It’s hard to ignore the validity of this list of influences. As you read through the responses of single men and women in this book, you’ll hear these same themes, often worded in different ways and going by different monikers, but still there all the same. The real question that emerges, in the wake of groundbreaking books such as Straus’, is: Why a book about Christian singles? Why break out this subset of singles from the larger culture and focus an entire book about their struggles to find mates? The answer is simple: Because Christian singles, although a subset of the singles culture as a whole, are supposed to be a very different subset—viewing marriage as a positive thing, God’s appointed arrangement for how to get our intimate and romantic needs met. Unlike our non-Christian cohorts, we’re not supposed to embrace the overwhelmingly pervasive trend of living together out of wedlock, casual “hookups” in our search for a soul mate, or reckless serial monogamy, leaving a trail of broken hearts in our wake (and sometimes having our own broken in the process).
Yet looking around at the surplus of singles in the church—some hopeful, some desperate, some mildly bored, others depressed or even despairing—it’s plain to see that all is not right in Christendom. Somehow we’ve taken what was meant to be a very natural process (boy meets girl, boy woos girl, boy marries girl) and turned it into what can seem at times a virtual impossibility.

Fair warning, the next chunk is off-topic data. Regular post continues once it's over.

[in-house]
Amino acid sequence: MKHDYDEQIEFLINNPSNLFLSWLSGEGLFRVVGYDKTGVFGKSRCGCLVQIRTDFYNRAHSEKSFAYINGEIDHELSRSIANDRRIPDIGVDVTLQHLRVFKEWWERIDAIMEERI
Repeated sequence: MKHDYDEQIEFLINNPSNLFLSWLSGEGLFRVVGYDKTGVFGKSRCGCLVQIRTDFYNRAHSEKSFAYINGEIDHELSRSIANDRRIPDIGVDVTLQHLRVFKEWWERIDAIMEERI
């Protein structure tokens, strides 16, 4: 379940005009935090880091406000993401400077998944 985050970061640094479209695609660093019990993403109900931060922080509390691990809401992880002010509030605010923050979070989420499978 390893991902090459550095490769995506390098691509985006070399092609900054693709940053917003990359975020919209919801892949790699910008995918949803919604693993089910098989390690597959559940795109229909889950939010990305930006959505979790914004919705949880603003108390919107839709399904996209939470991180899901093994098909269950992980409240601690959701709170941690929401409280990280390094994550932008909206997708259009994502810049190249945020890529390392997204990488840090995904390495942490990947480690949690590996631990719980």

The truth, of course, is that while we Christian singles are a subset of society, we are more influenced by our culture than we may think. In a very real sense Christians have always “warred” with the culture they live in, and it’s a battle with a strong opponent. I suspect contemporary Christian singles are reaping the harvest of decades’ worth of seeds sown askew in the culture at large. The sexual revolution; the women’s liberation movement; women pouring into the workforce; a generation of children growing up in daycare centers; the powerful influence of entertainment media in a sexualized culture; mind-boggling divorce statistics; cohabitation replacing the marriage covenant—all these and more have combined to change the way men and women interact with one another, and we Christians are not exempt from the fallout.
Hearing from Real Singles
I went in search of answers, not to try to solve the big cultural-shift types of problems cited above, but to hear from real men and women who professed faith in God yet found themselves single despite their wishes to the contrary.
At first I planned to target only Christian women in my survey, but soon it became clear that this was an issue both genders are passionate—and perplexed—about, though women are the most vocal. I logged onto Christian singles forums across the Internet, putting the word out about a survey I created to hear from these real-world single men and women. The responses trickled in at first then gained momentum. What I heard—and what I share with readers in Where Have All the Good Men Gone?—may surprise and even frustrate you, but lasting change can only begin with the truth.
2Jillian Straus, Unhooked Generation: The Truth About Why We're Still Single (New York: Hyperion, 2006), 2-3.
A.J. Kiesling is the author of Where Have All the Good Men Gone? (Harvest House) and the novel Skizzer (Revell). A former contributing religion writer for Publishers Weekly, she has written more than a dozen books.
You can reach her at www.ajkiesling.com or by e-mailing her at firstname.lastname@example.org.